Berle, Adolf A., Jr.
BERLE, ADOLF A., JR.
Adolf Augustus Berle, Jr., (January 29, 1895–February 17, 1971) was a member of the "Brains Trust" that advised Franklin D. Roosevelt from March 1932 until his inauguration. Berle was born in Boston, Massachusetts, in 1895. His father was a clergyman and an educational reformer. Berle was a child prodigy, entering Harvard University at the age of fourteen and graduating at eighteen. A corporation lawyer and foreign policy specialist, Berle served in the Dominican Republic and in the Russian section in Paris during his army service in 1918 and 1919. While pursuing a career in law during the 1920s, he developed an interest in social reform. He had connections with Lillian D. Wald's Henry Street Settlement in New York City and John Collier's American Indian Defense Association. In 1927 Berle became a professor of law at Columbia University in New York.
In 1932, Berle and the economist Gardiner C. Means published The Modern Corporation and Private Property. The book had a major impact on contemporary thinking about the structure and philosophy of American capitalism. Not only did Berle and Means reveal the separation between ownership and control of America's largest firms, but they documented the power and influence of large corporations in the modern economy. The book challenged the assumption that competitive principles underlie economic activity and emphasized the power that corporate executives had gained as a result of the diffusion of stock ownership. Berle associated scale with stability and public service, but he looked to corporate executives to develop a greater sense of social responsibility, and to the state to exercise economic management.
In 1932, when he joined the Brains Trust at the suggestion of Raymond Moley, Berle was committed to vigorous federal intervention to initiate national planning and, in particular, he favored the revision of antitrust law, the coordination and rationalization of transportation, and an expansion of credit. He supported Roosevelt's campaign by writing position papers, speeches, and articles. His most notable contribution was Roosevelt's September 1932 Commonwealth Club address in San Francisco, which was based on a draft written by Berle. Unlike other Roosevelt advisors, Berle did not seek a permanent appointment after Roosevelt's election, but served as general counsel of the Reconstruction Finance Corporation and advised the president on an ad hoc basis. In 1933, New York mayor Fiorello La Guardia appointed Berle to the post of city chamberlain. In 1938, Berle became assistant secretary of state, a post that he held until 1944. In this capacity Berle supported hemispheric defense and economic development and attended the Pan-American conferences of the 1930s. Berle served as U.S. ambassador to Brazil in 1945 and 1946. He also vigorously pursued American interests in the development of postwar aviation agreements, and he chaired the International Conference on Civil Aviation in Chicago in 1944.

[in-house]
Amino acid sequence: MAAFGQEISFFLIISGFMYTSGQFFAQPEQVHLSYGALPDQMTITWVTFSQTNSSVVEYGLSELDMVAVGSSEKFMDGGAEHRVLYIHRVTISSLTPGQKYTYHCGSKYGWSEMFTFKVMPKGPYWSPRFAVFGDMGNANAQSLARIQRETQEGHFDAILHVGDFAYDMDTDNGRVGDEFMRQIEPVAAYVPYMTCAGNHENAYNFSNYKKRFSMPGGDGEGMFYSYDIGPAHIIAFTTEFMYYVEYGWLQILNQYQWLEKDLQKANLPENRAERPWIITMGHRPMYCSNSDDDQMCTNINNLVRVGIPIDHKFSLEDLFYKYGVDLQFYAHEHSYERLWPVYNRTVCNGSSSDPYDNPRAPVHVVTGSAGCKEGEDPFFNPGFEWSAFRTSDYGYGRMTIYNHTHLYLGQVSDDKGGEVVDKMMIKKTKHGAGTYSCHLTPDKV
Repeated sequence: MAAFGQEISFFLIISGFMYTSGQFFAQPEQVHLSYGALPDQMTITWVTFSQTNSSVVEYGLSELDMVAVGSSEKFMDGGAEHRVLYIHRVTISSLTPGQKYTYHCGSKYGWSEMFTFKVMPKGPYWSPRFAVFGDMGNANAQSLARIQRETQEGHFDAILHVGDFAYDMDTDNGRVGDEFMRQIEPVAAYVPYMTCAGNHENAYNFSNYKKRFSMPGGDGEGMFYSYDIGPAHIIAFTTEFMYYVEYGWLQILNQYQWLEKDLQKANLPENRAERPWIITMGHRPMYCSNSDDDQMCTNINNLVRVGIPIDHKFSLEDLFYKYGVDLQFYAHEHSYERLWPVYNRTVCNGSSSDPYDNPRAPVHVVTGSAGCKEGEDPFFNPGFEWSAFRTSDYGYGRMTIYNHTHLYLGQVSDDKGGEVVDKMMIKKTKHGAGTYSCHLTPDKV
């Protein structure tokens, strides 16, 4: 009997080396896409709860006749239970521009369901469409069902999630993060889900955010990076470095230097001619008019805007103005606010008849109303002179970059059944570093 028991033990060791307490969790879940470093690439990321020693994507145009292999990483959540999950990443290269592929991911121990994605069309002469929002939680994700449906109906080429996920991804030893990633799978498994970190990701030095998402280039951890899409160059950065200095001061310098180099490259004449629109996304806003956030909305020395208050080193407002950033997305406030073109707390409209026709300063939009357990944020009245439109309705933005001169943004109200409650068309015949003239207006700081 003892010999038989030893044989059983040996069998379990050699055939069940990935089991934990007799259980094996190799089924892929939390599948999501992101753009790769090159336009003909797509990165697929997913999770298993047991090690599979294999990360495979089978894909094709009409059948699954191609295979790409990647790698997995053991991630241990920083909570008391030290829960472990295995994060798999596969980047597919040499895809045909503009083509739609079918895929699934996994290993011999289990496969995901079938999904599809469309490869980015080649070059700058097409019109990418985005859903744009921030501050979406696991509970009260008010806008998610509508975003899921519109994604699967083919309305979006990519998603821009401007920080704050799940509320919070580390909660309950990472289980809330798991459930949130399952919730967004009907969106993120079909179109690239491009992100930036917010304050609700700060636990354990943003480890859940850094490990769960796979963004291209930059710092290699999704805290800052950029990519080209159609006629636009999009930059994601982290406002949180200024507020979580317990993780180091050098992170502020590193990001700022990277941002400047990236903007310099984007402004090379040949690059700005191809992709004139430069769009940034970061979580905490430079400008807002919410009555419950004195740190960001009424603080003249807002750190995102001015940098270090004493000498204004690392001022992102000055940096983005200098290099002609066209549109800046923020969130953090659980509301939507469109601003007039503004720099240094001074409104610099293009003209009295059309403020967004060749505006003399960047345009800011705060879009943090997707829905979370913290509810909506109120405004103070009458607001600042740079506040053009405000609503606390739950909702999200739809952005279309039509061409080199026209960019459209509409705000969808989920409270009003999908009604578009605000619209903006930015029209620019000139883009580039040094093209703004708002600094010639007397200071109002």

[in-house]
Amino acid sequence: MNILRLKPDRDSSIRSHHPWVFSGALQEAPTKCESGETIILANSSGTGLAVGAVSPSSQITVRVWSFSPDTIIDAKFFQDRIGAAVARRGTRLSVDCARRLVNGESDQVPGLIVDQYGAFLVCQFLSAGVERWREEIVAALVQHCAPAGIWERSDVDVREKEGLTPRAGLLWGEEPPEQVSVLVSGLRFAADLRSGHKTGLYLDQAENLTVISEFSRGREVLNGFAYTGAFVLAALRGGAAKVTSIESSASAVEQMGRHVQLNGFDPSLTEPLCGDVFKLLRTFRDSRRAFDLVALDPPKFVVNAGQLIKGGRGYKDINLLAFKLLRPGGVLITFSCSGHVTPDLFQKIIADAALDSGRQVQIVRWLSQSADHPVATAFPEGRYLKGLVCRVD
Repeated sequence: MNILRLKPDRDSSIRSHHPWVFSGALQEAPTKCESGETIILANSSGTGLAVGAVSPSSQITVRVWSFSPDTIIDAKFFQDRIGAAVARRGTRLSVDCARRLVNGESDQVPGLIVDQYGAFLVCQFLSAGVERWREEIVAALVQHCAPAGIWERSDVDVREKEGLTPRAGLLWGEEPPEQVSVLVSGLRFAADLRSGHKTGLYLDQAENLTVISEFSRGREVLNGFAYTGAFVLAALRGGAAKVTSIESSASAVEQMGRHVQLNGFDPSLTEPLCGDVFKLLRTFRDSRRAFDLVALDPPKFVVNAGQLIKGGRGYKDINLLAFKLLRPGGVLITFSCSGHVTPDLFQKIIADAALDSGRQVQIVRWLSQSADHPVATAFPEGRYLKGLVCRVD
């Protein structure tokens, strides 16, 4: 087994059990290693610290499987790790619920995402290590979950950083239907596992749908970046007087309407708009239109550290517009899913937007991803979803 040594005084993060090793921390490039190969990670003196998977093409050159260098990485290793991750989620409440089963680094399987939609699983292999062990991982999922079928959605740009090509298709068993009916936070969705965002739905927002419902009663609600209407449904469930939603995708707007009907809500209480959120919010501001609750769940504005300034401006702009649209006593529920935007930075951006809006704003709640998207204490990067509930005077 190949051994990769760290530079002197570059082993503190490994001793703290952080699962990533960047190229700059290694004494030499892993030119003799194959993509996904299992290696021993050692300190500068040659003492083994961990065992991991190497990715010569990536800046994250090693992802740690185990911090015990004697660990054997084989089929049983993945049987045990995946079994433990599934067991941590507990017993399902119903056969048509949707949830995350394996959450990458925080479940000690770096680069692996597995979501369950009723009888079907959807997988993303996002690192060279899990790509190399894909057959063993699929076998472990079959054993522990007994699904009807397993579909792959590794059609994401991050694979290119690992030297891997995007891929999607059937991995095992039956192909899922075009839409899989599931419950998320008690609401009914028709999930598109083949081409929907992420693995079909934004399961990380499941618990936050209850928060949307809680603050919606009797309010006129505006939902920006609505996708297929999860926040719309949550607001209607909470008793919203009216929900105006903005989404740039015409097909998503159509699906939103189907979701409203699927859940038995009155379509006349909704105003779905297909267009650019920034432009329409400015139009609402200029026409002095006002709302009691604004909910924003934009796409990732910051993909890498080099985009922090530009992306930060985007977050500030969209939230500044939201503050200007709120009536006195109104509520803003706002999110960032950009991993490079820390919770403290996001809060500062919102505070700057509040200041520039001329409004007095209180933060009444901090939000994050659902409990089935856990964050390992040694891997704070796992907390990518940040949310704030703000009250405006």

Despite his support for Roosevelt, Berle remained politically independent. In 1947, he became chair of New York City's Liberal Party, which he had helped establish, and, beginning in 1951, he chaired the Board of Trustees of the Twentieth Century Fund. Berle was a strident critic of British imperialism and Soviet expansionism, a view he expressed through his membership in the National Committee for a Free Europe during the 1950s and, later, through his support of America's involvement in Vietnam. In 1961, President John F. Kennedy appointed Berle chair of an interdepartmental task force on Latin America, which became associated with the Bay of Pigs invasion of Cuba.
Berle, Beatrice Bishop, and Travis Beal Jacobs. Navigating the Rapids, 1918–1971: From the Papers of Adolf A. Berle. 1973.
Kirkendall, Richard S. "A. A. Berle, Jr.: Student of the Corporation, 1917–1932." Business History Review 35, no. 1 (1961): 43–58.
Moley, Raymond. After Seven Years: A Political Analysis of the New Deal. 1939.
Rosen, Elliot A. Hoover, Roosevelt, and the Brains Trust: From Depression to New Deal. 1977.
Schwarz, Jordan A. Liberal: Adolf A. Berle and the Vision of an American Era. 1987.
Tugwell, Rexford G. The Brains Trust. 1968.